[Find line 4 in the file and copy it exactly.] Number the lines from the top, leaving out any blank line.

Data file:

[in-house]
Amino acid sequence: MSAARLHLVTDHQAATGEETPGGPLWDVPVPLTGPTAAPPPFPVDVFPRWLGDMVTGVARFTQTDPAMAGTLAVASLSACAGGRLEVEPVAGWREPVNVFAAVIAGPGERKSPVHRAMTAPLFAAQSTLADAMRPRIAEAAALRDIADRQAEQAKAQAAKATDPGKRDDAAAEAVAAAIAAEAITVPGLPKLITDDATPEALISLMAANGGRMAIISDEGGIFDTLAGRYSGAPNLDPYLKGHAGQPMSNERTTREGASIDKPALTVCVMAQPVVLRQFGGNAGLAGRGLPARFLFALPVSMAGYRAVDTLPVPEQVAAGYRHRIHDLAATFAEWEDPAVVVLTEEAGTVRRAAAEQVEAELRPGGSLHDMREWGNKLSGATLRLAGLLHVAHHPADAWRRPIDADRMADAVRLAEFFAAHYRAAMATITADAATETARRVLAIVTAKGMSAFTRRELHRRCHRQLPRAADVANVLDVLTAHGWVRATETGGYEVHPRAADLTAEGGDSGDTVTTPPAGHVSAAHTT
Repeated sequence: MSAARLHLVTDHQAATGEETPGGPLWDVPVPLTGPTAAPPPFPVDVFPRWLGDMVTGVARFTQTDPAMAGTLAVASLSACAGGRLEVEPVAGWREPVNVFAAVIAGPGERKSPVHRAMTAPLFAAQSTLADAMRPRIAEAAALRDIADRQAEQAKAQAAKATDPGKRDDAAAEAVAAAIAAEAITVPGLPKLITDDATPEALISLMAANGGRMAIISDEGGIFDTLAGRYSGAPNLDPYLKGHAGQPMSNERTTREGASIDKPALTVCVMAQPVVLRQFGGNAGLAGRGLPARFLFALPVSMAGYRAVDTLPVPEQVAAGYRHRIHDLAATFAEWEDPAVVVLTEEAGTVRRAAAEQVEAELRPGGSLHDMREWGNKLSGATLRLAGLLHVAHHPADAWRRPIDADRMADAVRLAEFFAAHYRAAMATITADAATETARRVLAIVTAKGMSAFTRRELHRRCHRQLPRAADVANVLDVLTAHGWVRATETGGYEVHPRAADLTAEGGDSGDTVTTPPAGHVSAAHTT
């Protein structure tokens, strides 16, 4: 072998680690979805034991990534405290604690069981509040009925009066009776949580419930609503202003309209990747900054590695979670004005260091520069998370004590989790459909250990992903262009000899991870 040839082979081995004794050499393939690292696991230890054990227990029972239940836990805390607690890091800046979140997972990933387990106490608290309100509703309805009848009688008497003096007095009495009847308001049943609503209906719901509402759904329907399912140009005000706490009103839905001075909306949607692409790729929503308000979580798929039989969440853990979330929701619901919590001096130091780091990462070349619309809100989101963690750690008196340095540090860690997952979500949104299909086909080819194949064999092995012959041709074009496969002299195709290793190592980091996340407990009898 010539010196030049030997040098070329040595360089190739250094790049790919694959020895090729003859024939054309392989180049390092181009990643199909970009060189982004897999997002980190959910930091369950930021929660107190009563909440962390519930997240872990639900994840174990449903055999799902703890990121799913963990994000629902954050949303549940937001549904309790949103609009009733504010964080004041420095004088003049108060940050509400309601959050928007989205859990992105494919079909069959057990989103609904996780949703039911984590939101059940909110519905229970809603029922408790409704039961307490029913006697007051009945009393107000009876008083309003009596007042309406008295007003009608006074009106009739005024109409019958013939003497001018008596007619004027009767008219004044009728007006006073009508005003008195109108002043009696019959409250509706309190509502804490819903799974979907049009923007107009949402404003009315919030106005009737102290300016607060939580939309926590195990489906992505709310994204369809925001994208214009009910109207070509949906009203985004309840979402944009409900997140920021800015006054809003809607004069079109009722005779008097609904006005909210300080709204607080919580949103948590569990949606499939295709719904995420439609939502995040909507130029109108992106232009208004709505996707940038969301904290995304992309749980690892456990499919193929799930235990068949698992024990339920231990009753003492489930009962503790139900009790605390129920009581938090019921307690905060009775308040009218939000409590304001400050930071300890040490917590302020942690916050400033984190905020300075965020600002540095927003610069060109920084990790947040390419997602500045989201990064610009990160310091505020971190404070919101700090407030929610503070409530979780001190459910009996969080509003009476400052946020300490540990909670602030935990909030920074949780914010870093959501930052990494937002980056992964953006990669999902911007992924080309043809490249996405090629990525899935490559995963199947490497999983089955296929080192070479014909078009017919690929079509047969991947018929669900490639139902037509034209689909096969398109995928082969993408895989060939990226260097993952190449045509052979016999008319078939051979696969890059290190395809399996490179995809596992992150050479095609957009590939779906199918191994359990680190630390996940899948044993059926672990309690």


């Protein structure tokens, strides 16, 4: 072998680690979805034991990534405290604690069981509040009925009066009776949580419930609503202003309209990747900054590695979670004005260091520069998370004590989790459909250990992903262009000899991870 040839082979081995004794050499393939690292696991230890054990227990029972239940836990805390607690890091800046979140997972990933387990106490608290309100509703309805009848009688008497003096007095009495009847308001049943609503209906719901509402759904329907399912140009005000706490009103839905001075909306949607692409790729929503308000979580798929039989969440853990979330929701619901919590001096130091780091990462070349619309809100989101963690750690008196340095540090860690997952979500949104299909086909080819194949064999092995012959041709074009496969002299195709290793190592980091996340407990009898 010539010196030049030997040098070329040595360089190739250094790049790919694959020895090729003859024939054309392989180049390092181009990643199909970009060189982004897999997002980190959910930091369950930021929660107190009563909440962390519930997240872990639900994840174990449903055999799902703890990121799913963990994000629902954050949303549940937001549904309790949103609009009733504010964080004041420095004088003049108060940050509400309601959050928007989205859990992105494919079909069959057990989103609904996780949703039911984590939101059940909110519905229970809603029922408790409704039961307490029913006697007051009945009393107000009876008083309003009596007042309406008295007003009608006074009106009739005024109409019958013939003497001018008596007619004027009767008219004044009728007006006073009508005003008195109108002043009696019959409250509706309190509502804490819903799974979907049009923007107009949402404003009315919030106005009737102290300016607060939580939309926590195990489906992505709310994204369809925001994208214009009910109207070509949906009203985004309840979402944009409900997140920021800015006054809003809607004069079109009722005779008097609904006005909210300080709204607080919580949103948590569990949606499939295709719904995420439609939502995040909507130029109108992106232009208004709505996707940038969301904290995304992309749980690892456990499919193929799930235990068949698992024990339920231990009753003492489930009962503790139900009790605390129920009581938090019921307690905060009775308040009218939000409590304001400050930071300890040490917590302020942690916050400033984190905020300075965020600002540095927003610069060109920084990790947040390419997602500045989201990064610009990160310091505020971190404070919101700090407030929610503070409530979780001190459910009996969080509003009476400052946020300490540990909670602030935990909030920074949780914010870093959501930052990494937002980056992964953006990669999902911007992924080309043809490249996405090629990525899935490559995963199947490497999983089955296929080192070479014909078009017919690929079509047969991947018929669900490639139902037509034209689909096969398109995928082969993408895989060939990226260097993952190449045509052979016999008319078939051979696969890059290190395809399996490179995809596992992150050479095609957009590939779906199918191994359990680190630390996940899948044993059926672990309690």